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The President Demands Reforms

by Johannes D. Rey
During the nationwide riots in early January, few Central Asian experts were betting on the political survival of Kassym-Jomart Tokayev. A lot of water has flowed in the Ishim River in Astana since then, and, the President has expanded his power in Kazakhstan and the region like never before to enforce his vision of New Kazakhstan. His reform agenda is impressive both in terms of content and timing. The President is pursuing modernisation.

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His predecessor Nazarbayev rarely appears in public. His deliberate multi-vector foreign policy will go down in the history of Kazakhstan, despite all the social contradictions that he left behind. His entourage was dismissed from all leadership positions in the political and economic areas. Nevertheless, the family with its business and assets remains an economic factor and, retains its influence despite being in the sidelines. A growing part of the population perceives this as an injustice, especially since the war in Ukraine has caused inflation rate and food prices to rise excessively, which represents a social explosion hazard for a resource-rich country with low salaries of the common people.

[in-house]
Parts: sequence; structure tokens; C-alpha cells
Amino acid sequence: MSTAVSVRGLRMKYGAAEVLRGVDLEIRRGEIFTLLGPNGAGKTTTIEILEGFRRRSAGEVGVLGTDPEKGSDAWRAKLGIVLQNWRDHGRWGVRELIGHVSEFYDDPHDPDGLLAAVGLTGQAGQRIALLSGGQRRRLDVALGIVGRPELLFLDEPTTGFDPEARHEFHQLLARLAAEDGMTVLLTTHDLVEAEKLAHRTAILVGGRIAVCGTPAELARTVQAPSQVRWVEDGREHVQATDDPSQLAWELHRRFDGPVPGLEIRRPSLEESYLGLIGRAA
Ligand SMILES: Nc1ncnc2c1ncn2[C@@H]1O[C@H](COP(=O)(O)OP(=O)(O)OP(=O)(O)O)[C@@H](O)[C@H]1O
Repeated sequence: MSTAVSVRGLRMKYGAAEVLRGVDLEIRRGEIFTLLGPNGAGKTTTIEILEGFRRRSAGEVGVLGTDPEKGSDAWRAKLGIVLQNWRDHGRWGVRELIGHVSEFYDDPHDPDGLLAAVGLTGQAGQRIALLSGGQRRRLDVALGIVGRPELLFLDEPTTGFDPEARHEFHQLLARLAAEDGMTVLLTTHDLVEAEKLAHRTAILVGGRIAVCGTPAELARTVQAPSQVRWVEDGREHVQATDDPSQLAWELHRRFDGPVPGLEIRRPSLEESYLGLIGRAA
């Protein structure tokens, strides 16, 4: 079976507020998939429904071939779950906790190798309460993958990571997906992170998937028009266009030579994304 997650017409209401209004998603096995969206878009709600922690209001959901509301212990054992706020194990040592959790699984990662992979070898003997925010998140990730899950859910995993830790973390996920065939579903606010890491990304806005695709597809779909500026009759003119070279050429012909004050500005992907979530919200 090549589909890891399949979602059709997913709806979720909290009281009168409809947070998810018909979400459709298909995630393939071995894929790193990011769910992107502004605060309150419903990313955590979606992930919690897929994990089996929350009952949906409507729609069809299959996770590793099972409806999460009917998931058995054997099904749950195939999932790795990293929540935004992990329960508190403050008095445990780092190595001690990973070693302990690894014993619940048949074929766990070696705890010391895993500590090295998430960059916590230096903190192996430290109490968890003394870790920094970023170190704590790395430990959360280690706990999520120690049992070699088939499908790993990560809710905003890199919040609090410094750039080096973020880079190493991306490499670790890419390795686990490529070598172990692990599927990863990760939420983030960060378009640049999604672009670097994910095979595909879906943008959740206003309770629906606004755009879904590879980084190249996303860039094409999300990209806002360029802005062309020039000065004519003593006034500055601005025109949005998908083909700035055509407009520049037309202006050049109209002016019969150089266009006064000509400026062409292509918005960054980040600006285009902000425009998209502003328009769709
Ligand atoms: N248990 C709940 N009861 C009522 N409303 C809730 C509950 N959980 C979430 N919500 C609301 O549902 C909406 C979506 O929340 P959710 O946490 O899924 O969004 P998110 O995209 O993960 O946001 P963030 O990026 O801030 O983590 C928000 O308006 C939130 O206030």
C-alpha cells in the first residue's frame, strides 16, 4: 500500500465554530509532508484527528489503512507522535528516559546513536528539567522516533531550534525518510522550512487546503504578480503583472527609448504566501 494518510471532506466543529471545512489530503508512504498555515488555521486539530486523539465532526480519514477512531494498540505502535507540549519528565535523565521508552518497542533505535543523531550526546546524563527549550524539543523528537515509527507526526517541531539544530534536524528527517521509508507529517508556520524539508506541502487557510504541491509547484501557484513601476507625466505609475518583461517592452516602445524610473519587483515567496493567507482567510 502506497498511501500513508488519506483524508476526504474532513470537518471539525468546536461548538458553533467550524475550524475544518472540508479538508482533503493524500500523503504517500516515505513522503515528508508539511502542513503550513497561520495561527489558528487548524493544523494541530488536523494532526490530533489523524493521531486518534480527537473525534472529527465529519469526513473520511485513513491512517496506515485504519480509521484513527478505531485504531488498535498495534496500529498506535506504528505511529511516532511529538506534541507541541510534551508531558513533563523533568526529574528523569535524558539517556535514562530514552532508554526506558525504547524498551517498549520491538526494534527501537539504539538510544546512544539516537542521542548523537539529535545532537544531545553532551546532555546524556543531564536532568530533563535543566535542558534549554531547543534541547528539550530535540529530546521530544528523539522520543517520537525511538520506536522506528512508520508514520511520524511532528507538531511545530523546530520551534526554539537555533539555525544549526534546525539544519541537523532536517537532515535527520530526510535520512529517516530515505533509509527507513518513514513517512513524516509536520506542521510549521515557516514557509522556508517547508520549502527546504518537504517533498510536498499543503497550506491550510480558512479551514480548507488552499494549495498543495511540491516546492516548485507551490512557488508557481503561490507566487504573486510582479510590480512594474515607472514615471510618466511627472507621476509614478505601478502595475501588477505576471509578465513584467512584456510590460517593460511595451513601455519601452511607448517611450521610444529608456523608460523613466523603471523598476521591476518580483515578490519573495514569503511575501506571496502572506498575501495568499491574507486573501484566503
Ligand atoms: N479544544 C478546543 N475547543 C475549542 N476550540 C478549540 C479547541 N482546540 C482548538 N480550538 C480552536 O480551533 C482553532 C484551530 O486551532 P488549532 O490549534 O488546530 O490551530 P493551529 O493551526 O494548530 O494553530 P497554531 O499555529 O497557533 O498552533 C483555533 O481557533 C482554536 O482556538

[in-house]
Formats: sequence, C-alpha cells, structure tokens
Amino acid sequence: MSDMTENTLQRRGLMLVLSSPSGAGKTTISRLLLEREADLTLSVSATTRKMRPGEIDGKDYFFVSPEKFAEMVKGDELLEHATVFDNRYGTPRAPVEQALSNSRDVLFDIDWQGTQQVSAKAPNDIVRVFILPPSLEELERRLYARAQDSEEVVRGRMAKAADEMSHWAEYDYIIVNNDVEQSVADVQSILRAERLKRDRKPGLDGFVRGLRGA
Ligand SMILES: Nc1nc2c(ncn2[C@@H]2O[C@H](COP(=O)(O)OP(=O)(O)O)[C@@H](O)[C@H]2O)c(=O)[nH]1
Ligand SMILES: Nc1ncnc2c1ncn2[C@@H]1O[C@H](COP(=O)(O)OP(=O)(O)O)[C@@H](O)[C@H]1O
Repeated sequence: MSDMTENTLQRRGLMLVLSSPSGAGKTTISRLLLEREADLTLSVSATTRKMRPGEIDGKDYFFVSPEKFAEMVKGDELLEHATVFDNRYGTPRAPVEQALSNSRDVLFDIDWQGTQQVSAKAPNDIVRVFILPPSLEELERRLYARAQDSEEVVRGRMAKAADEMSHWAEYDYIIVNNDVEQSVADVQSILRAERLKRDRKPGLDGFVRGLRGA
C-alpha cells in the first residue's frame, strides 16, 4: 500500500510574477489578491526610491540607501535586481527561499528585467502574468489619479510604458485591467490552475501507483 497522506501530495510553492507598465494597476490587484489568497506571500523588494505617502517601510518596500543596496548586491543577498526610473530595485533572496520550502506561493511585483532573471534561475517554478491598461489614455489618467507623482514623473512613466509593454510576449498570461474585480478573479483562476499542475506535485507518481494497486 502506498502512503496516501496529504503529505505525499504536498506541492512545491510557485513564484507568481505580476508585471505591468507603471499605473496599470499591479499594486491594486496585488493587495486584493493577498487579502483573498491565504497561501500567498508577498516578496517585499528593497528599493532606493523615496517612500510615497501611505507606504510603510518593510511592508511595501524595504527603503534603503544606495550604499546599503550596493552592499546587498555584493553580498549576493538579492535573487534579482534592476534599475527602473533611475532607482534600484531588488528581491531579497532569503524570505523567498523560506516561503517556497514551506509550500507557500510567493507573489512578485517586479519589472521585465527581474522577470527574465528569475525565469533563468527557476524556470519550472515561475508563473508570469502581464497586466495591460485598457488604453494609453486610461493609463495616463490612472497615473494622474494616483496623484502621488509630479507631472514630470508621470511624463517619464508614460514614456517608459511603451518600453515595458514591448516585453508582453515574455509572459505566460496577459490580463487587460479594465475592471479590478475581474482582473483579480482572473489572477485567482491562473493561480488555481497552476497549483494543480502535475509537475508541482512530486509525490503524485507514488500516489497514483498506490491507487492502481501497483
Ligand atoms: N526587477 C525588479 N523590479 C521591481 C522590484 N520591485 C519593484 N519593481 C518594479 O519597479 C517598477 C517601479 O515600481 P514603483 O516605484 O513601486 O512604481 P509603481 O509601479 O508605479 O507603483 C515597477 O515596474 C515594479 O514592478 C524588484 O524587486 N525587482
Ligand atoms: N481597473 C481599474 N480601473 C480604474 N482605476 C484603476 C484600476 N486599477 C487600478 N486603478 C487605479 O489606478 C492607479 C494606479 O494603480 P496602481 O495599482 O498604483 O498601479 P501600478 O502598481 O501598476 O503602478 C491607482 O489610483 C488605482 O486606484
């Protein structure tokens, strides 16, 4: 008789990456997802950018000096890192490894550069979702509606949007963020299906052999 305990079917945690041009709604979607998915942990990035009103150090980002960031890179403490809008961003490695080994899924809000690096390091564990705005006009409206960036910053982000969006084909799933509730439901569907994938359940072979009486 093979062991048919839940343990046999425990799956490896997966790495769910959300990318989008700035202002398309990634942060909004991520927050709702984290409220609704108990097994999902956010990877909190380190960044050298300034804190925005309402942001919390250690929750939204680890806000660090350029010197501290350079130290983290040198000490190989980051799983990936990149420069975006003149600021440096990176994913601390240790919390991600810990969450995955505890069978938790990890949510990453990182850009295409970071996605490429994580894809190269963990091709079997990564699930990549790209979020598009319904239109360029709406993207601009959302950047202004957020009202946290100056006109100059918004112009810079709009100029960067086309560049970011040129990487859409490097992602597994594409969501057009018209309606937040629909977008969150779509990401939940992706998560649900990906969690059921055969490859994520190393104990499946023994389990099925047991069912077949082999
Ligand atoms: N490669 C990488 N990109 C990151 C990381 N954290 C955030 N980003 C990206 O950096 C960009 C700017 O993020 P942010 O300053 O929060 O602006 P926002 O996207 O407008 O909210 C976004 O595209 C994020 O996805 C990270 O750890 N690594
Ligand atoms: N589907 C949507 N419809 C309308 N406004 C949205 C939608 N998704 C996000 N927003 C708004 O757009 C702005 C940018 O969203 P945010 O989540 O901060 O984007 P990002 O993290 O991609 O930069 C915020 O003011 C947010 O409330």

A Fair State. One Nation. Prosperous Society

This motto from annual State of the Nation Address of the President as of September 1 sets the target direction. It openly lists flaws in the economy, politics and public administration. Since the tragic January, Tokayev has introduced a new unvarnished language into political processes, rather unusual due to its clarity for Asia. Many of his phrases will be remembered:
- "The systemic problems of our economy are well known. These are commodity dependency, low labour productivity, insufficient innovation and uneven distribution of income",
- "Two-thirds of the country's electricity networks, 57% of its heating networks and almost half of its water supply networks are worn out",
- "The decentralisation of the system should be emphasised, while personal accountability of political officials should be strengthened",